(Next page: Cloud security recommendations 7-10)

7. Deploy multi-factor authentication mechanisms and SIEM solutions to manage access and monitor systems that contain sensitive data.

According to the CSA cloud security “compromised credentials and broken authentication” is a major cloud security issue. Jennifer Nowell, national director for State, Local Government & Education at Symantec told eCampus News that “It’s not to say that passwords shouldn’t be used, but think of passwords as level one, with today’s campus needing two or three levels of security protection that can clearly identify when an attack happens via system behavior and where it happens—all without compromising ease of use or access.” [Read: “The IT issues that will dominate 2016.”]

Curtis Hillegas, associate CIO of Research Computing at Princeton University noted that security has to enable research, not hinder it and one way to do this is to stop relying solely on passwords and working within new data security models that provide a secure network infrastructure.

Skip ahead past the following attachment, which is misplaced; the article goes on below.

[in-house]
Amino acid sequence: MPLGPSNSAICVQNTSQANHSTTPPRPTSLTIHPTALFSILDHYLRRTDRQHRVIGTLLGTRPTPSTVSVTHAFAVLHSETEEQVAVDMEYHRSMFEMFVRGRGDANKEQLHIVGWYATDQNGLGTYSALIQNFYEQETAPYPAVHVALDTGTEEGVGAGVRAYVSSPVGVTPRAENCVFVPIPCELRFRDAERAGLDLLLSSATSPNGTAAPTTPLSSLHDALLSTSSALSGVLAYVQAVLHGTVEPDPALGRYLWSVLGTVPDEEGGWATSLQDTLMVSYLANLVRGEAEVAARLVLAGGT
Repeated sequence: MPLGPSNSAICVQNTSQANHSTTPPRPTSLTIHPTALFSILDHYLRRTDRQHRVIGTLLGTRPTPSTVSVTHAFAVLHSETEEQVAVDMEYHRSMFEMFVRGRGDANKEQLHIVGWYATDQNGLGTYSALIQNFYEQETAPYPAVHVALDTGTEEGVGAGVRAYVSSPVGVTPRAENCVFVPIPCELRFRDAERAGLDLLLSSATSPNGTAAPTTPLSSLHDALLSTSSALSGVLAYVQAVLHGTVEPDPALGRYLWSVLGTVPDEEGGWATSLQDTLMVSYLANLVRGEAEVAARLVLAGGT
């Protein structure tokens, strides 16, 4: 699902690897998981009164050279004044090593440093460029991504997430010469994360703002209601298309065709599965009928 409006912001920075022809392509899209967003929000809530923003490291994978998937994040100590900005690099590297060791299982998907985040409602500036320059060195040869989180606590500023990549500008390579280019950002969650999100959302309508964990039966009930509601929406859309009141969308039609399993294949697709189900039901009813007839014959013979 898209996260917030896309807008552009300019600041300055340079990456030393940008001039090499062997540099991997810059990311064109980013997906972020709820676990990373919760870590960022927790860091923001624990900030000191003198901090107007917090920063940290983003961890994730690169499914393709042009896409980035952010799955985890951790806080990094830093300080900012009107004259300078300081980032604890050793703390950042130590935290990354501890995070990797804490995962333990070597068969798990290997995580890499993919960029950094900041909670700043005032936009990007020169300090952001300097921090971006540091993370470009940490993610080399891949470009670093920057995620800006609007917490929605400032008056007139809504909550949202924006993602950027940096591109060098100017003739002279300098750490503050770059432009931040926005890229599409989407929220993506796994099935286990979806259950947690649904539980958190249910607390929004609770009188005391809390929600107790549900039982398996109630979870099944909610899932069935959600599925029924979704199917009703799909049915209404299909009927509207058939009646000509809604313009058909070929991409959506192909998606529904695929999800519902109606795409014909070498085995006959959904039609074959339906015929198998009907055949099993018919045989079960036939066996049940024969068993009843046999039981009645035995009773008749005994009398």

“Authentication is based on a pretty simple set of principles,” explained Wethington. (A) something you know like a password/passphrase; (B) something you “are” like Biometrics; and (C) something you have like MultiFactor authentication with a phone number/email address.

“Unfortunately, these systems are all easily bypassed by someone who has access to even a small amount of information about you,” he continued. “Credentials should be changed regularly, at least every 90 days if not less. Multi-Factor authentication is a must have today. If institutions are not requiring at least 2 or more levels of authentication then the identity of the user cannot be trusted.